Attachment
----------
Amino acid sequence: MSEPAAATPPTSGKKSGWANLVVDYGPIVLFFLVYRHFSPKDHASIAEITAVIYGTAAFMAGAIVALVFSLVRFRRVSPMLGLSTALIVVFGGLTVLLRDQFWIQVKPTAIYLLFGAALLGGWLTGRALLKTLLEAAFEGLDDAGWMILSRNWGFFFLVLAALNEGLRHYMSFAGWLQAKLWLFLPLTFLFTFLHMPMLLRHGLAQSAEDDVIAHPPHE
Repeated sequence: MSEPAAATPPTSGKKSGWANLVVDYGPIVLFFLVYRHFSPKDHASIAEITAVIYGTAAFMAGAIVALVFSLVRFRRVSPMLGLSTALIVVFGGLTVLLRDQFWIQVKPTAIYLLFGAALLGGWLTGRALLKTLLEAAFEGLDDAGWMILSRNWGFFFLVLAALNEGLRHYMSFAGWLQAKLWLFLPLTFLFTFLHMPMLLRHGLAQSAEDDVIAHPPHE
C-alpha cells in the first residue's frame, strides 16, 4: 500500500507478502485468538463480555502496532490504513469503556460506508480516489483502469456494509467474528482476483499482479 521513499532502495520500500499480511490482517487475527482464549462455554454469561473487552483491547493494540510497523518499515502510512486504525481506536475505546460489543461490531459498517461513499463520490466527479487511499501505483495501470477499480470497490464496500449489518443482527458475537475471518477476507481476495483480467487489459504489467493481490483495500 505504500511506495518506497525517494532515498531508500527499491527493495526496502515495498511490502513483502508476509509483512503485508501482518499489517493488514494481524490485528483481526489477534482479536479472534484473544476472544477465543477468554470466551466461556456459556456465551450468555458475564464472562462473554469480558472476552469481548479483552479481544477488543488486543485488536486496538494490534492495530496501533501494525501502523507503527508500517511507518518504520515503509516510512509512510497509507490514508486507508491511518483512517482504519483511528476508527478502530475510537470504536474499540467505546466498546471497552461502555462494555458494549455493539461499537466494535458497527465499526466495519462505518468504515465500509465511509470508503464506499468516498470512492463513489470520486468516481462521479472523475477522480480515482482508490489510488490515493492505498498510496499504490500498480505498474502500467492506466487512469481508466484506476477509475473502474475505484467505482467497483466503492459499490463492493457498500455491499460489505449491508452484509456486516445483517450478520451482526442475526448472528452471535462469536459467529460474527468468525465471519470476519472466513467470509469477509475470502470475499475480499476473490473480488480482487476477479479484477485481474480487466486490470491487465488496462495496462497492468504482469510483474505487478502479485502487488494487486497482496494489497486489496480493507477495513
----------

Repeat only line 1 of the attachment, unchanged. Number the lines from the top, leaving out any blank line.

Amino acid sequence: MSEPAAATPPTSGKKSGWANLVVDYGPIVLFFLVYRHFSPKDHASIAEITAVIYGTAAFMAGAIVALVFSLVRFRRVSPMLGLSTALIVVFGGLTVLLRDQFWIQVKPTAIYLLFGAALLGGWLTGRALLKTLLEAAFEGLDDAGWMILSRNWGFFFLVLAALNEGLRHYMSFAGWLQAKLWLFLPLTFLFTFLHMPMLLRHGLAQSAEDDVIAHPPHE